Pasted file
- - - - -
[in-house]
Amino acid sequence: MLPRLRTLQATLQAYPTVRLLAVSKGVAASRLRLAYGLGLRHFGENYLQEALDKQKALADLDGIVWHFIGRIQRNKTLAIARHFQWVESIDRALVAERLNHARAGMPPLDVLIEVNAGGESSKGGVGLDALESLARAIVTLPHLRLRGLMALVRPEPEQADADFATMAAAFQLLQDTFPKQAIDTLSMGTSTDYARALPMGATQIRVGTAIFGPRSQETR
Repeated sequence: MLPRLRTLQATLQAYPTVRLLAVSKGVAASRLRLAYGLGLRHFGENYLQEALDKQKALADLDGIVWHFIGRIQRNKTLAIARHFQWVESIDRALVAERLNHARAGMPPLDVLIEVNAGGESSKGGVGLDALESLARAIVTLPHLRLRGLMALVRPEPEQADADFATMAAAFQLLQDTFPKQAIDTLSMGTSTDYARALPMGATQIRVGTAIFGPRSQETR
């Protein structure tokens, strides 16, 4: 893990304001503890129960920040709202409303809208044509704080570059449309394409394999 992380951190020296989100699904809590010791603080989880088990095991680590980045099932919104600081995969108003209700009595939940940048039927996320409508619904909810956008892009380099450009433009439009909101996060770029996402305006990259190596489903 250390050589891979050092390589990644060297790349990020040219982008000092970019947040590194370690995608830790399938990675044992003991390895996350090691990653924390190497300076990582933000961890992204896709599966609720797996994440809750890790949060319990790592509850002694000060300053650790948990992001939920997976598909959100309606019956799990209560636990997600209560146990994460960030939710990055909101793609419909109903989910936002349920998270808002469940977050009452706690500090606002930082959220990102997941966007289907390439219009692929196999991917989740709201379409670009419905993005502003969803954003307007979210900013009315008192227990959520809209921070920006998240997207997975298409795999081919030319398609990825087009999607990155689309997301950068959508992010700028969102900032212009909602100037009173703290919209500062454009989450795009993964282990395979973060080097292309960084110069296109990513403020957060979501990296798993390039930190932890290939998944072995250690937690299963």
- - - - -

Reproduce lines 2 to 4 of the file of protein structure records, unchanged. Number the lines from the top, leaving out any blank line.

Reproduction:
Amino acid sequence: MLPRLRTLQATLQAYPTVRLLAVSKGVAASRLRLAYGLGLRHFGENYLQEALDKQKALADLDGIVWHFIGRIQRNKTLAIARHFQWVESIDRALVAERLNHARAGMPPLDVLIEVNAGGESSKGGVGLDALESLARAIVTLPHLRLRGLMALVRPEPEQADADFATMAAAFQLLQDTFPKQAIDTLSMGTSTDYARALPMGATQIRVGTAIFGPRSQETR
Repeated sequence: MLPRLRTLQATLQAYPTVRLLAVSKGVAASRLRLAYGLGLRHFGENYLQEALDKQKALADLDGIVWHFIGRIQRNKTLAIARHFQWVESIDRALVAERLNHARAGMPPLDVLIEVNAGGESSKGGVGLDALESLARAIVTLPHLRLRGLMALVRPEPEQADADFATMAAAFQLLQDTFPKQAIDTLSMGTSTDYARALPMGATQIRVGTAIFGPRSQETR
């Protein structure tokens, strides 16, 4: 893990304001503890129960920040709202409303809208044509704080570059449309394409394999 992380951190020296989100699904809590010791603080989880088990095991680590980045099932919104600081995969108003209700009595939940940048039927996320409508619904909810956008892009380099450009433009439009909101996060770029996402305006990259190596489903 250390050589891979050092390589990644060297790349990020040219982008000092970019947040590194370690995608830790399938990675044992003991390895996350090691990653924390190497300076990582933000961890992204896709599966609720797996994440809750890790949060319990790592509850002694000060300053650790948990992001939920997976598909959100309606019956799990209560636990997600209560146990994460960030939710990055909101793609419909109903989910936002349920998270808002469940977050009452706690500090606002930082959220990102997941966007289907390439219009692929196999991917989740709201379409670009419905993005502003969803954003307007979210900013009315008192227990959520809209921070920006998240997207997975298409795999081919030319398609990825087009999607990155689309997301950068959508992010700028969102900032212009909602100037009173703290919209500062454009989450795009993964282990395979973060080097292309960084110069296109990513403020957060979501990296798993390039930190932890290939998944072995250690937690299963």